Memories of school days and buildings long since changed |

Memories of school days and buildings long since changed

Ruby McFarland
For the Appeal

I hope you don’t mind if I stray away from Dayton history a little. Not too long ago, I attended my 60th high school reunion in Santa Rosa, Calif. It was the first time I’d been back for a reunion in 60 years. There were quite a few of my school chums still able to attend the festivities and I was happy to see them.

Sometimes time has a way of softening some old thoughts you may have had about people. When you’re young you, or at least I, didn’t think you were good enough. We worked very hard in those days to fit in and those people we envied then look a lot different now.

I’m glad I’m me. I had a fun time, and when it was suggested we do it again, I told them we better do it soon as none of us are spring chickens anymore.

In early Dayton, school was a very important part of the social activities in the community. In Emma Nevada Loftus’ diaries she made every effort to support the students and the teachers in Dayton. She always spoke highly of all the teachers, even the few that were controversial. When a teacher had a problem, she would be the first to say, “Poor soul needs help.”

Even though Emma didn’t have any children in school, she was always the first to volunteer. She and her son, Chester Barton, always handed out gifts to all the children in school and the little ones at home as well. They always gave the children Christmas presents.

She was up in arms when a group of mothers were trying to close the old school that now houses the Dayton Museum.

The school had been open since 1865 and had no indoor water or restrooms.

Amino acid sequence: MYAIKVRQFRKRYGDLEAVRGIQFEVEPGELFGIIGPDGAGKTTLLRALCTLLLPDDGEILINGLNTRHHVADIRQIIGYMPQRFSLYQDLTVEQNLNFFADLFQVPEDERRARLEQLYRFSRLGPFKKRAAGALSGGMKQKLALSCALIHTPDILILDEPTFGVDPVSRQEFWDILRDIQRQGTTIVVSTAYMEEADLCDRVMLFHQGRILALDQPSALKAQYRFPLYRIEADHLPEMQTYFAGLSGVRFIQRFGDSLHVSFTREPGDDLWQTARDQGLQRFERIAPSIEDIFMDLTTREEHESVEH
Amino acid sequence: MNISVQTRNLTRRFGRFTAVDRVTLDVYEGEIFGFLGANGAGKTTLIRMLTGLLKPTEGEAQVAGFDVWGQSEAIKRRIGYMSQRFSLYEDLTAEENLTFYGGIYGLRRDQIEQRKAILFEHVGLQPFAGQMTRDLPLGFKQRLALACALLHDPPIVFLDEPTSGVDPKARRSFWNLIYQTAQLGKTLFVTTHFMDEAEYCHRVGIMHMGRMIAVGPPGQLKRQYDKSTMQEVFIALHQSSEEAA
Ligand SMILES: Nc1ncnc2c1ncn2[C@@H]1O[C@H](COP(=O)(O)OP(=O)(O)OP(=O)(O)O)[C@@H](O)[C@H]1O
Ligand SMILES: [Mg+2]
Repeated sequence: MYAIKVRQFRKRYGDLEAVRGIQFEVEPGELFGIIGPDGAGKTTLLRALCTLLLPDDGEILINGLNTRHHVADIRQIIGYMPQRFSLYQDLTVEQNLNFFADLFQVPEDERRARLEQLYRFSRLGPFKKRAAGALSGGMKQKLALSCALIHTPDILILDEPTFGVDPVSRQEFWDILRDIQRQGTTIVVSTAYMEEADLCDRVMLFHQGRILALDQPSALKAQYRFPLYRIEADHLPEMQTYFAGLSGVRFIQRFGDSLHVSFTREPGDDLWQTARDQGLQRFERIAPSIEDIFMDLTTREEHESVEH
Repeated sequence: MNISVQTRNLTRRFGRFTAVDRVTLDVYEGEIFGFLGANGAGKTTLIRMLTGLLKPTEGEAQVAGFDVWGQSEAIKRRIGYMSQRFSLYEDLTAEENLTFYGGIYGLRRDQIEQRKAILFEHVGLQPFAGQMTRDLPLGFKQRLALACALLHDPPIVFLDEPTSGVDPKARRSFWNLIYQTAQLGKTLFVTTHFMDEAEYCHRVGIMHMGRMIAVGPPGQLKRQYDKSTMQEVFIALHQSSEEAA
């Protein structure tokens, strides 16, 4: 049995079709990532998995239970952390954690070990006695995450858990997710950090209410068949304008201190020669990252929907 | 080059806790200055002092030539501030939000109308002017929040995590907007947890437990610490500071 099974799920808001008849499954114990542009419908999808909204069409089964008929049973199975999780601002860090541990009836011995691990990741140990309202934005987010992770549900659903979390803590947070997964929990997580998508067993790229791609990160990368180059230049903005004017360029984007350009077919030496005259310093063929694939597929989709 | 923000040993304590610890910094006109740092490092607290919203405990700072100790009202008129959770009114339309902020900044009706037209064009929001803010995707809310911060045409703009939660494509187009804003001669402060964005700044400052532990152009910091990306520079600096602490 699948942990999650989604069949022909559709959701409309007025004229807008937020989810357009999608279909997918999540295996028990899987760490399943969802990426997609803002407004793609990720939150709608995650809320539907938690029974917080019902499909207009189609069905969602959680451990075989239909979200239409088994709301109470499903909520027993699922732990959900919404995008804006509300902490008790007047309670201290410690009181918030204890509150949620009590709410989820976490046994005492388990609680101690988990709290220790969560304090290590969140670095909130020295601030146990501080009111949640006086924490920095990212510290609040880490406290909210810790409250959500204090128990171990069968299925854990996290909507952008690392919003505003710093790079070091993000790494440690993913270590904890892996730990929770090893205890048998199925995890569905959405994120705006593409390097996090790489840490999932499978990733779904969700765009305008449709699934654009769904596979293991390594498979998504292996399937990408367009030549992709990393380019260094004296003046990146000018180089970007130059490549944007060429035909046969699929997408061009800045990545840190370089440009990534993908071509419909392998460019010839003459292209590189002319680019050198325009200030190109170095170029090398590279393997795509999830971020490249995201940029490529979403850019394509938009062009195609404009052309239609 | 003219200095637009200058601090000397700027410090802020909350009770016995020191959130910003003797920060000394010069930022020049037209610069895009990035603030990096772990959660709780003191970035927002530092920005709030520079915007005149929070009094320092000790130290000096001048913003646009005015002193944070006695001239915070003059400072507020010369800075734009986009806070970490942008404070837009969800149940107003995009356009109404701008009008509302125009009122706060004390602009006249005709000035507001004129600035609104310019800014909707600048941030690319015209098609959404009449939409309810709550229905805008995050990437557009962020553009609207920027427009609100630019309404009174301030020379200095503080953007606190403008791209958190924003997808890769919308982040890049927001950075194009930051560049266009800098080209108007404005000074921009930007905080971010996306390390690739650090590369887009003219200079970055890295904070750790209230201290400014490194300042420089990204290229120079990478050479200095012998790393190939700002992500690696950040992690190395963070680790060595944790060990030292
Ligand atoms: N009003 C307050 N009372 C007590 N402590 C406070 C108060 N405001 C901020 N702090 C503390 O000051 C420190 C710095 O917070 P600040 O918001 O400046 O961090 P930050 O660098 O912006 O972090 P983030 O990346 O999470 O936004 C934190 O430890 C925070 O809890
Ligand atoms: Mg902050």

She was very opinionated in her diaries about, “the very idea of them wanting to close the school.” But in spite of what she and many others thought, the school was closed in 1959, making it the longest-running school in Nevada.

The elementary children were then sent to the high school building (the recently condemned community center) and the high school kids were bused into Carson City. They only came back to Dayton after the high school was built across the river. Now we have three elementary schools, one intermediate school and a high school.

The old Dayton Elementary School, built in 1865 made a wonderful museum. I hope you will make an effort to visit our museum soon.

The Dayton Museum is on Shady Lane and Logan Street in Old Town Dayton, and is open 10 a.m.-4 p.m. Saturdays and 1-4 p.m. Sundays. Check the Web site Group tours are available. Call 246-5543, 246-0462 or 246-0441.

The Historical Society of Dayton Valley meets at noon on the third Wednesday of the month at the Dayton Valley Community Center. Visitors welcome.

• Ruby McFarland has lived in Dayton since October 1987, she serves as a board member of the Dayton historical society and a docent at the museum.